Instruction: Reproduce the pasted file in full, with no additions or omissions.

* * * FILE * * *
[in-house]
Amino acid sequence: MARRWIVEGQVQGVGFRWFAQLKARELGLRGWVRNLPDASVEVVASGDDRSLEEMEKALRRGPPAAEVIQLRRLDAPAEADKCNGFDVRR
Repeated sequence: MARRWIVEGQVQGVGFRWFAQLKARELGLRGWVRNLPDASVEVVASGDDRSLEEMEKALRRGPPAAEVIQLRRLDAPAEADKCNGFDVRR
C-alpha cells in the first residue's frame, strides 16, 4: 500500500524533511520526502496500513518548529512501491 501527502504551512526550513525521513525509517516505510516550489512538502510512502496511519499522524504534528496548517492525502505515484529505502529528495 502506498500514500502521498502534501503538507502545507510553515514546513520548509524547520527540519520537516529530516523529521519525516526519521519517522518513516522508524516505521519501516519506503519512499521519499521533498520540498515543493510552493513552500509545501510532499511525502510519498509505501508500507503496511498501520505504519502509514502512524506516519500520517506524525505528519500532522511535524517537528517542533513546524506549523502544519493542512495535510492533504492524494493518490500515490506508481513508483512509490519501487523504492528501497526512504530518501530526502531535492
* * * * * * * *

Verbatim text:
[in-house]
Amino acid sequence: MARRWIVEGQVQGVGFRWFAQLKARELGLRGWVRNLPDASVEVVASGDDRSLEEMEKALRRGPPAAEVIQLRRLDAPAEADKCNGFDVRR
Repeated sequence: MARRWIVEGQVQGVGFRWFAQLKARELGLRGWVRNLPDASVEVVASGDDRSLEEMEKALRRGPPAAEVIQLRRLDAPAEADKCNGFDVRR
C-alpha cells in the first residue's frame, strides 16, 4: 500500500524533511520526502496500513518548529512501491 501527502504551512526550513525521513525509517516505510516550489512538502510512502496511519499522524504534528496548517492525502505515484529505502529528495 502506498500514500502521498502534501503538507502545507510553515514546513520548509524547520527540519520537516529530516523529521519525516526519521519517522518513516522508524516505521519501516519506503519512499521519499521533498520540498515543493510552493513552500509545501510532499511525502510519498509505501508500507503496511498501520505504519502509514502512524506516519500520517506524525505528519500532522511535524517537528517542533513546524506549523502544519493542512495535510492533504492524494493518490500515490506508481513508483512509490519501487523504492528501497526512504530518501530526502531535492